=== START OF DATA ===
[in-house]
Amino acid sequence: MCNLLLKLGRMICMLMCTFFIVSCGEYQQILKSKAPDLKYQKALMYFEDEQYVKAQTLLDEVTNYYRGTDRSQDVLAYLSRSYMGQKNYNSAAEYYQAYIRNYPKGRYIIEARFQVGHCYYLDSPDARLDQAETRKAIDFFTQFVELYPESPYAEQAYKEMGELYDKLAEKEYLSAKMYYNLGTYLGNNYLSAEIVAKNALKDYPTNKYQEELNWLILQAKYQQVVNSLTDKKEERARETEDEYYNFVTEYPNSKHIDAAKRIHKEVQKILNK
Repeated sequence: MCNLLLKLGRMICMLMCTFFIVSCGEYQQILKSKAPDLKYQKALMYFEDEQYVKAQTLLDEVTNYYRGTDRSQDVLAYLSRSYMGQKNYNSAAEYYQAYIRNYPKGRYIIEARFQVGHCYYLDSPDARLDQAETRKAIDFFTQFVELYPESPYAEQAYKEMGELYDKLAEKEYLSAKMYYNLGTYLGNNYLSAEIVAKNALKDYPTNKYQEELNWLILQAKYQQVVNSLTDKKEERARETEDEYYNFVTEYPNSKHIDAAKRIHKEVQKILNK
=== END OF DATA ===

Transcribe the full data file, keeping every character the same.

[in-house]
Amino acid sequence: MCNLLLKLGRMICMLMCTFFIVSCGEYQQILKSKAPDLKYQKALMYFEDEQYVKAQTLLDEVTNYYRGTDRSQDVLAYLSRSYMGQKNYNSAAEYYQAYIRNYPKGRYIIEARFQVGHCYYLDSPDARLDQAETRKAIDFFTQFVELYPESPYAEQAYKEMGELYDKLAEKEYLSAKMYYNLGTYLGNNYLSAEIVAKNALKDYPTNKYQEELNWLILQAKYQQVVNSLTDKKEERARETEDEYYNFVTEYPNSKHIDAAKRIHKEVQKILNK
Repeated sequence: MCNLLLKLGRMICMLMCTFFIVSCGEYQQILKSKAPDLKYQKALMYFEDEQYVKAQTLLDEVTNYYRGTDRSQDVLAYLSRSYMGQKNYNSAAEYYQAYIRNYPKGRYIIEARFQVGHCYYLDSPDARLDQAETRKAIDFFTQFVELYPESPYAEQAYKEMGELYDKLAEKEYLSAKMYYNLGTYLGNNYLSAEIVAKNALKDYPTNKYQEELNWLILQAKYQQVVNSLTDKKEERARETEDEYYNFVTEYPNSKHIDAAKRIHKEVQKILNK